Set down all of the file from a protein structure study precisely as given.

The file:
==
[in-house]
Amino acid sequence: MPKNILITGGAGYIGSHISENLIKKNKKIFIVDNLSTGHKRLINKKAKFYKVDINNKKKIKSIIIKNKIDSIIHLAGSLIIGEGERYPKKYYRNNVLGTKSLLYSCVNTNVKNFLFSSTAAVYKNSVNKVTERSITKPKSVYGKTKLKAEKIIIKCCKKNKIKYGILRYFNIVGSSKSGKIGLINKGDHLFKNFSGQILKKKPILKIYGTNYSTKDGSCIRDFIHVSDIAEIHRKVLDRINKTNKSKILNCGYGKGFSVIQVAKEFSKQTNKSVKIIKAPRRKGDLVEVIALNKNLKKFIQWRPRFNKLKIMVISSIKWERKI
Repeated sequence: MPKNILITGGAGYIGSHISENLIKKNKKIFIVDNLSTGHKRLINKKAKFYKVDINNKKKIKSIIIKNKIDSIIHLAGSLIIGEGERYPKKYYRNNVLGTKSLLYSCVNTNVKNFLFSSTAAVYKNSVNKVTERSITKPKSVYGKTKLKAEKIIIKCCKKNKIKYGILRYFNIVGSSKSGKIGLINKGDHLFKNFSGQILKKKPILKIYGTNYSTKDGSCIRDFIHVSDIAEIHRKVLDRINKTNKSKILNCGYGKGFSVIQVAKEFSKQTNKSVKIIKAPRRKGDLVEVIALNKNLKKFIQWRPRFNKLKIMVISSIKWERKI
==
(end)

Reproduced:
[in-house]
Amino acid sequence: MPKNILITGGAGYIGSHISENLIKKNKKIFIVDNLSTGHKRLINKKAKFYKVDINNKKKIKSIIIKNKIDSIIHLAGSLIIGEGERYPKKYYRNNVLGTKSLLYSCVNTNVKNFLFSSTAAVYKNSVNKVTERSITKPKSVYGKTKLKAEKIIIKCCKKNKIKYGILRYFNIVGSSKSGKIGLINKGDHLFKNFSGQILKKKPILKIYGTNYSTKDGSCIRDFIHVSDIAEIHRKVLDRINKTNKSKILNCGYGKGFSVIQVAKEFSKQTNKSVKIIKAPRRKGDLVEVIALNKNLKKFIQWRPRFNKLKIMVISSIKWERKI
Repeated sequence: MPKNILITGGAGYIGSHISENLIKKNKKIFIVDNLSTGHKRLINKKAKFYKVDINNKKKIKSIIIKNKIDSIIHLAGSLIIGEGERYPKKYYRNNVLGTKSLLYSCVNTNVKNFLFSSTAAVYKNSVNKVTERSITKPKSVYGKTKLKAEKIIIKCCKKNKIKYGILRYFNIVGSSKSGKIGLINKGDHLFKNFSGQILKKKPILKIYGTNYSTKDGSCIRDFIHVSDIAEIHRKVLDRINKTNKSKILNCGYGKGFSVIQVAKEFSKQTNKSVKIIKAPRRKGDLVEVIALNKNLKKFIQWRPRFNKLKIMVISSIKWERKI